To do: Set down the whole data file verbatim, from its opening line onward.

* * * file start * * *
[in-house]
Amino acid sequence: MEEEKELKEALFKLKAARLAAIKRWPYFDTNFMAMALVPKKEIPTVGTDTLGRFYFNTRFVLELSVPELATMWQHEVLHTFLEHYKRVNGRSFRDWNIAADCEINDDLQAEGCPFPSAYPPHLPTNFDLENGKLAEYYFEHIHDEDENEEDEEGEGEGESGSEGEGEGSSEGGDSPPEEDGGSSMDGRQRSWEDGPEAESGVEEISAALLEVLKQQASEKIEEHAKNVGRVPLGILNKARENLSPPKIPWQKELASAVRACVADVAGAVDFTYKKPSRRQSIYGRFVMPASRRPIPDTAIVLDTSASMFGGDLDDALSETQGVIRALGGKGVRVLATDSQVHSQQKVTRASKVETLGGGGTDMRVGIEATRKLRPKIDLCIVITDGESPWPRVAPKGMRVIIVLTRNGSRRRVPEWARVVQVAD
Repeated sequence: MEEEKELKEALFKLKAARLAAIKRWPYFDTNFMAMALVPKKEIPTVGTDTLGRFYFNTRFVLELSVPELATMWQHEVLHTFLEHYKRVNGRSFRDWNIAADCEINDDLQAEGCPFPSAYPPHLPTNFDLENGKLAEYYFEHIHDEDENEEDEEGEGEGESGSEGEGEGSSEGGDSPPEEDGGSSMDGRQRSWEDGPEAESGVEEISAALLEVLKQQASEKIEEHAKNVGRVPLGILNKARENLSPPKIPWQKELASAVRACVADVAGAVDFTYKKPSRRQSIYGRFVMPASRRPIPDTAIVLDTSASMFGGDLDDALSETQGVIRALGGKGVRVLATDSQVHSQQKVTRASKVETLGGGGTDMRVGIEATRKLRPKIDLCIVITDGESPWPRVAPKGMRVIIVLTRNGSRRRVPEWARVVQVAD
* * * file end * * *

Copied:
[in-house]
Amino acid sequence: MEEEKELKEALFKLKAARLAAIKRWPYFDTNFMAMALVPKKEIPTVGTDTLGRFYFNTRFVLELSVPELATMWQHEVLHTFLEHYKRVNGRSFRDWNIAADCEINDDLQAEGCPFPSAYPPHLPTNFDLENGKLAEYYFEHIHDEDENEEDEEGEGEGESGSEGEGEGSSEGGDSPPEEDGGSSMDGRQRSWEDGPEAESGVEEISAALLEVLKQQASEKIEEHAKNVGRVPLGILNKARENLSPPKIPWQKELASAVRACVADVAGAVDFTYKKPSRRQSIYGRFVMPASRRPIPDTAIVLDTSASMFGGDLDDALSETQGVIRALGGKGVRVLATDSQVHSQQKVTRASKVETLGGGGTDMRVGIEATRKLRPKIDLCIVITDGESPWPRVAPKGMRVIIVLTRNGSRRRVPEWARVVQVAD
Repeated sequence: MEEEKELKEALFKLKAARLAAIKRWPYFDTNFMAMALVPKKEIPTVGTDTLGRFYFNTRFVLELSVPELATMWQHEVLHTFLEHYKRVNGRSFRDWNIAADCEINDDLQAEGCPFPSAYPPHLPTNFDLENGKLAEYYFEHIHDEDENEEDEEGEGEGESGSEGEGEGSSEGGDSPPEEDGGSSMDGRQRSWEDGPEAESGVEEISAALLEVLKQQASEKIEEHAKNVGRVPLGILNKARENLSPPKIPWQKELASAVRACVADVAGAVDFTYKKPSRRQSIYGRFVMPASRRPIPDTAIVLDTSASMFGGDLDDALSETQGVIRALGGKGVRVLATDSQVHSQQKVTRASKVETLGGGGTDMRVGIEATRKLRPKIDLCIVITDGESPWPRVAPKGMRVIIVLTRNGSRRRVPEWARVVQVAD